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Born: 19 October 1890
Died: 12 August 1916
Buried: Railway Dugouts Cemetery
Address: Canada, previously 4 Cunliffe Road, Manningham
Parents: Fred & Adelaide, nee Russell
Spouse:
Siblings: Arthur, Charles, John, Edith, Lilian
Occupation: Salesman
Organisations/clubs:
Military
Rank: Pte
Medals/awards:
Rolls of Honour: St Luke’s, Eccleshill
Children:
Regiment:Canadian Expeditionary Force
Fred Greenwood
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Fred Greenwood was born on the 19th of October 1890 and baptised at All Saints Church, Little Horton the son of brewer Fred Greenwood and his wife Adelaide, nee Russell. By 1891 Fred and Adelaide had moved to 2 Lower Ash Grove. Two of their six children - Arthur and Charles had died but they still had four living, John Russell, Edith, Lilian and Frederick. Fred snr was now a brewer and a grocer and the family had one servant.   In 1901 the family were living at Hazel Bank in Daisy Hill Lane and Fred is now retired and he died in 1909.  Adelaide and the unmarried
members of her family were living at 4 Cunliffe Road, Manningham in 1911 and Frederick at 17 years of age was working as a traveller in Stuff Goods   The family still had one servant.  Fred had been educated at Bradford Grammar School and later at Heaton Moor College, Manchester. On the 26th of July 1913 Fred sailed from Liverpool for Montreal, Canada on the White Star shipping line, second class and his occupation was given as a salesman.   On the 4th of February 1915 Fred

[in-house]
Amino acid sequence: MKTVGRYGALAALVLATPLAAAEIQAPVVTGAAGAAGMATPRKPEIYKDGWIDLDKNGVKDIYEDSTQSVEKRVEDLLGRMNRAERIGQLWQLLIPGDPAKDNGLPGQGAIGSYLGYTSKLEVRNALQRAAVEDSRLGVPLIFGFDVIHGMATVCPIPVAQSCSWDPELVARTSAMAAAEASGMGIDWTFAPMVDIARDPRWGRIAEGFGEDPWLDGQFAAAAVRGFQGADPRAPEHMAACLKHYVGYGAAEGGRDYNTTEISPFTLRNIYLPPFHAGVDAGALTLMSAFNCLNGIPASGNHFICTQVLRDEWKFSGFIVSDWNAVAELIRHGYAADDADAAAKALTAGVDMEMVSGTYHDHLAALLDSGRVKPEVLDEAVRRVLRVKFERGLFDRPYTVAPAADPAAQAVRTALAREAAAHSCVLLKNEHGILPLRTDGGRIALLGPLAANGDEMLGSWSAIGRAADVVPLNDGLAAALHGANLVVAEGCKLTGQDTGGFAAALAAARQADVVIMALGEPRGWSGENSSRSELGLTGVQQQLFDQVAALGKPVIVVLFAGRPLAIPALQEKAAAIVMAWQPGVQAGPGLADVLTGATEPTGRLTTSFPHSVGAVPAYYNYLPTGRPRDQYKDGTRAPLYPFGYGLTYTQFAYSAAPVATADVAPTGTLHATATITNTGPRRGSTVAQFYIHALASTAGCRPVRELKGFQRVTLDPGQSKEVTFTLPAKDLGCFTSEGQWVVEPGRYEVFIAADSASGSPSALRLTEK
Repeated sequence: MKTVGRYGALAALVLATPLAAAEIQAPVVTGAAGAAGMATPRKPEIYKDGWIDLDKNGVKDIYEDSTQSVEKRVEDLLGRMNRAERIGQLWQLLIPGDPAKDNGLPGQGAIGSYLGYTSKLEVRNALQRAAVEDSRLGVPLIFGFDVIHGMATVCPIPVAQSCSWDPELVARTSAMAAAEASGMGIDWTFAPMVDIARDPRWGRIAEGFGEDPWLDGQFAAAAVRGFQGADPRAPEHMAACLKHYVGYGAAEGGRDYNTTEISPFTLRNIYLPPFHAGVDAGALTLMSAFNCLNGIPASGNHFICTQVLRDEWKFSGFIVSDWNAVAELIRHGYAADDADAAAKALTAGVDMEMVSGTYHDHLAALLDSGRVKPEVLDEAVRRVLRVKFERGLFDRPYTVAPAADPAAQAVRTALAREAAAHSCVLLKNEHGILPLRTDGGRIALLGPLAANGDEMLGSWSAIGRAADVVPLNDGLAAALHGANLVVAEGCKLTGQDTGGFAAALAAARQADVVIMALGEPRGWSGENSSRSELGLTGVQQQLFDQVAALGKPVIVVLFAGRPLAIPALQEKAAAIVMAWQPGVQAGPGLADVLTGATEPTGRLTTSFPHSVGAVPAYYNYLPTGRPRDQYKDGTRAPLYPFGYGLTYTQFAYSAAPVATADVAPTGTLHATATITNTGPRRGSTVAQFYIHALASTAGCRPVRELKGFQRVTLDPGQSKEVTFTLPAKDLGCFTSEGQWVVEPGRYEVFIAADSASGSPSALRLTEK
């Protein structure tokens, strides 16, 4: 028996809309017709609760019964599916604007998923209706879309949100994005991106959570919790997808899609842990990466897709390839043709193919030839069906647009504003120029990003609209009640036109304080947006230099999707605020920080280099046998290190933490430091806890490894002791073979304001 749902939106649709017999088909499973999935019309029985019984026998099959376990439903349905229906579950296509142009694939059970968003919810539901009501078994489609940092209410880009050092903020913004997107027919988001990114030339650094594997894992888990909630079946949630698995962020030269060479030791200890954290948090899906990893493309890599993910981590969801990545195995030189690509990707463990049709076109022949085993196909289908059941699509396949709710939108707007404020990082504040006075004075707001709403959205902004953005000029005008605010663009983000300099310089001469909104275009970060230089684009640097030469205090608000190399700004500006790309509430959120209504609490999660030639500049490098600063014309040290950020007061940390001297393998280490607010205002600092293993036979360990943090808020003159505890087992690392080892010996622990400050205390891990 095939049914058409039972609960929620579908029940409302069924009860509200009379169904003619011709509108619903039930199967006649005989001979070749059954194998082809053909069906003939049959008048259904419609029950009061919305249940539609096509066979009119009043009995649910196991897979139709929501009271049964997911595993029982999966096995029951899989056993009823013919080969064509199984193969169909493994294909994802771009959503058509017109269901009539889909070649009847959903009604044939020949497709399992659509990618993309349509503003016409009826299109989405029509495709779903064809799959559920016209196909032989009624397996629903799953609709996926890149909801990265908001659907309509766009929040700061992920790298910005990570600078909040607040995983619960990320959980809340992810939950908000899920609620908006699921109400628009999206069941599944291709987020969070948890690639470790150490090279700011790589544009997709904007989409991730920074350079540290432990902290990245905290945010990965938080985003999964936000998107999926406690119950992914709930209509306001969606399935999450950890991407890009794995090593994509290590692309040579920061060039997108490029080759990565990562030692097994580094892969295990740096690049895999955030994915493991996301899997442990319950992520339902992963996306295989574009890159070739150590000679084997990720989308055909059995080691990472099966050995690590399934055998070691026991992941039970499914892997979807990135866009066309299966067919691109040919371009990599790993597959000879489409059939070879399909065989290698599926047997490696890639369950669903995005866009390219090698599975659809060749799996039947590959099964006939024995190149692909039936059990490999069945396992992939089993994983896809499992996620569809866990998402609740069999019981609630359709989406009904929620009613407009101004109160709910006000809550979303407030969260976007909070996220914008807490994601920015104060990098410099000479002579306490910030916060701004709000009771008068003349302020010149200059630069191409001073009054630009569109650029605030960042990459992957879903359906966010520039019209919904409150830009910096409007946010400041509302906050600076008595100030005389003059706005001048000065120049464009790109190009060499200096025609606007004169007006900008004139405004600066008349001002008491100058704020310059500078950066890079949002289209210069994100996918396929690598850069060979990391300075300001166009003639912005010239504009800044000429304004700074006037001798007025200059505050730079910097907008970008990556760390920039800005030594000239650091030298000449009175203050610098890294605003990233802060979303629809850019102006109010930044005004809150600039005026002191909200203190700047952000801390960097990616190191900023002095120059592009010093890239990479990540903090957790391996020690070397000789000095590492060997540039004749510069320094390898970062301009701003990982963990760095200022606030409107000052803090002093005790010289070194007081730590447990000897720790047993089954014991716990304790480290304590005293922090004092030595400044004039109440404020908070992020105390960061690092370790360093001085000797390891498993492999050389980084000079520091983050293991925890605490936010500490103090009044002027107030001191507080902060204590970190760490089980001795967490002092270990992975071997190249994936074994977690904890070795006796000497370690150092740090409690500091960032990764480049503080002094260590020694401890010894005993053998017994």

enlisted in the 10th battalion of the Canadian Expeditionary Force as Private 430074.  On his attestation papers he gives his next of kin as his brother John Russell Greenwood who was living at 4 Cunliffe Road, although his mother Adelaide was still alive and living at 3 West Royd Avenue, Idle.   Fred at that time was working as an engineer. Little is known about Fred but the battalion participated in every major Canadian battle of the War and was known to contemporaries as ‘The fighting tenth’.  
The Canadians were not involved in the opening phases of the Battle of the Somme but participated in a series of Operations from the 8th of September to the 17th of October.  Before this date Fred had been killed in action on the 12th of August 1916.  He was 26 years of age. He is buried at the Railway Dugouts Cemetery 2 km west of Zillebeke village where the railway runs on an embankment overlooking a small farmstead known to the troops as transport farm.  Researched and written by Jean Britteon, to whom many thanks
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